That is an awesome story, Cathren! I can’t believe you were able to turn out those beautiful illustrations while you were so badly injured. I think that kind of experience might have worked in reverse for me. If I get it sick or hurt my creativity goes out the window. I am so glad you were able to work through that! Now, I know The Christmas Cats wasn’t the first book you worked on. What was the first book you illustrated?
My first book was an ebook version of Jemima Puddle Duck, originally written and illustrated by Beatrix Potter. It was kismet- Beatrix has always been a hero of mine and we happen to share the same birthday!
After Pelican indicated an interest in The Christmas Cats, they told me they were sending it to an illustrator. I’m assuming that was you. What kinds of things do you consider before taking on an illustration assignment?
As you can tell from my story, I was so excited at the idea of doing a book about cats for Pelican, that all I considered was how to get them to finalize the contract before they changed their minds. The established publication market was very difficult to break into at that point and I was thrilled to have an opportunity in my area of greatest interest.
Was there anything in particular that attracted you to The Christmas Cats? The story was based on an incident when my daughters were younger, so of course, it is very personal to me.
I thought that the story was very sweet. The book also gave me an opportunity to portray cats at every level of activity- from curled and purring, to hurling themselves down a flight of stairs! The antics of the kitties were so entertaining that I found myself laughing and talking to them as if they were real. I used to fear for my sanity when I did this, but I’ve since discovered that it’s an occupational hazard with many children’s book artists – we all end up carrying on conversations with the critters we draw.
I sometimes find myself doing that with the characters in my books. It must be part of the creative process! What do you enjoy most about illustrating animals?
I can feel the energy of animals when I create them on paper, and I like that. I love their pure uninhibited expression of every impulse and emotion. I had many, many cats, and several dogs, when I was growing up. They are dear to my heart.
I love animals, too. I can’t imagine being without a cat. Okay, so who decides which scenes are illustrated in a book – the illustrator or the editor?
I think that varies from situation to situation. The two ebooks I did for MeeGenius had a very specific guidelines stating which scenes they wanted, along with the exact number of characters and objects that were in them, because they intended for children to be able to count.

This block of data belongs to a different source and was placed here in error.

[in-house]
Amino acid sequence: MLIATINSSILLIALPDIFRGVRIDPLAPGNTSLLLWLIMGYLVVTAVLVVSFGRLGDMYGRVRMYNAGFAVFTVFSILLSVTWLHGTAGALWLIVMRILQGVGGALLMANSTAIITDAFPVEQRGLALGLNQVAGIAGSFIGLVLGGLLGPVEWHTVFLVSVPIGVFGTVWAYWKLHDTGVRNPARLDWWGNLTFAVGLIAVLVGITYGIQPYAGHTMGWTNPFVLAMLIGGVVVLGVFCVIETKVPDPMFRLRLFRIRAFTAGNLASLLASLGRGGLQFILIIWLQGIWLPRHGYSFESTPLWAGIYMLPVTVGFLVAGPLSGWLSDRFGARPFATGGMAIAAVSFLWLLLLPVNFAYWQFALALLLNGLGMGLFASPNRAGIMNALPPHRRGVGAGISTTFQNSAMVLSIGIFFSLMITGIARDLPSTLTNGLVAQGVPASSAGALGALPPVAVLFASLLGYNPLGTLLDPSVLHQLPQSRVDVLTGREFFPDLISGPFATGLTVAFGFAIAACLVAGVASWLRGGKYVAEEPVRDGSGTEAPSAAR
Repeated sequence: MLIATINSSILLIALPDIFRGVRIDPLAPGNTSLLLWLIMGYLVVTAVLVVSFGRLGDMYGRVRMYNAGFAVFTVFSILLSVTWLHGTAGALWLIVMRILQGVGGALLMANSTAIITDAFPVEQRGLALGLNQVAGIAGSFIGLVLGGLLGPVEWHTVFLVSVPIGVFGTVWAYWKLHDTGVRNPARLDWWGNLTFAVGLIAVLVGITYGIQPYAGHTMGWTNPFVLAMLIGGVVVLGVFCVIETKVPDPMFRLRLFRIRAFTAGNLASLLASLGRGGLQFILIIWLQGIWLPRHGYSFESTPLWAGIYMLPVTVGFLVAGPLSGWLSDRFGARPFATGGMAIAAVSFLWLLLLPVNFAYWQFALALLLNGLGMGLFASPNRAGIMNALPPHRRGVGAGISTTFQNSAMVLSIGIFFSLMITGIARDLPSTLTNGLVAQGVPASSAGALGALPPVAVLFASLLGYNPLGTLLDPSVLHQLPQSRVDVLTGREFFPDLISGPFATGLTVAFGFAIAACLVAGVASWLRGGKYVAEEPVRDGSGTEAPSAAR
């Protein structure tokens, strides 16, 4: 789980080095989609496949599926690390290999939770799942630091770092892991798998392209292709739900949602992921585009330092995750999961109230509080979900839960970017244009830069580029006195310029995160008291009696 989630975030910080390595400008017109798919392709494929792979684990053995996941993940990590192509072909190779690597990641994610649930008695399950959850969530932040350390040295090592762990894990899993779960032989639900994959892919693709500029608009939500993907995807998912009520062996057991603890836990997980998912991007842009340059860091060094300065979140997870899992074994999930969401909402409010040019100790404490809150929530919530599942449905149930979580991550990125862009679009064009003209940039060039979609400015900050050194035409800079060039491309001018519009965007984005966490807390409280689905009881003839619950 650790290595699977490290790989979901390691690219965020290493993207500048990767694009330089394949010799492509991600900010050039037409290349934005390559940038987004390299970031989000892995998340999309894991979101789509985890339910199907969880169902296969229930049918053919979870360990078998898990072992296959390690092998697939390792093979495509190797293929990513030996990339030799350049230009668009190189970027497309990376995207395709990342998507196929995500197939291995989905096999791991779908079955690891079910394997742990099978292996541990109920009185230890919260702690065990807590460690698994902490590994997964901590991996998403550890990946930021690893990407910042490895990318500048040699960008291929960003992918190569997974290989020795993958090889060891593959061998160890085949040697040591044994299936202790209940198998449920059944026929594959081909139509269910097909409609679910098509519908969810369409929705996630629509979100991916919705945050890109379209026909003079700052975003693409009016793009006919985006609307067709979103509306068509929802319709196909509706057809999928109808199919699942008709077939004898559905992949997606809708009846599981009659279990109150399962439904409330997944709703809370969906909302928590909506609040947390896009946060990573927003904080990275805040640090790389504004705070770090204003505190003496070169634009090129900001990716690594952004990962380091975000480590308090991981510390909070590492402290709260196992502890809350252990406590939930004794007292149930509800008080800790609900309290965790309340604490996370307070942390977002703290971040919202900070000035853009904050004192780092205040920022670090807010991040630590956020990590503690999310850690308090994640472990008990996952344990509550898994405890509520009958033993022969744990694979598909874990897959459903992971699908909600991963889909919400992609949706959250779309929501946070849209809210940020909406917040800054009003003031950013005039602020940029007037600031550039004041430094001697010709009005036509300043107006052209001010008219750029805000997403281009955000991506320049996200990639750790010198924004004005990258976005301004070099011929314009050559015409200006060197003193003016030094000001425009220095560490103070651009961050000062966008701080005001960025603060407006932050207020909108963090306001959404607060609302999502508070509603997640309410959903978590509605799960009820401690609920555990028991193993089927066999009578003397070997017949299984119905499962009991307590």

In the case of The Christmas Cats, Pelican simply said to me- “send us the sketch layout when you’re done with it.” I was not told what to do other than that my pictures should portray the characters and the actions of the story. I was surprised! I thought that they would give me far more guidelines from the start. But once I turned the sketches in I quickly found out that they saved all of their criticisms and suggestions for the finished sketches, not the initial ideas. It’s only in school and critique groups that illustrators get the luxury of pointers and input before we hand our projects in.
I remember how excited I was to see the first rough sketches of The Christmas Cats! What medium did you use for those first sketches?
I always sketch in charcoal or graphite and then scan images into Photoshop and manipulate them in layers. In the past, I worked on many layers of ever-shifting tracing paper, but Photoshop is much less messy and adds the ability to instantly scale or skew drawings in seconds. I love Photoshop.
Can you explain the process between a rough sketch and a finished color illustration? What medium did you use for the final illustrations?
Everyone has their own process going from sketch to finish- I usually use transfer paper and trace outlines from the sketches onto gessoed illustration board. I develop the layers of color and detail from there, using water color, gouache, colored pencil and sometimes acrylic, ink or charcoal. Since The Christmas Cats, I have added a number of computer techniques for enhancing illustrations and using collage techniques. I always do the basic illustrations by hand… but the computer allows me to experiment and change my mind, take the image further.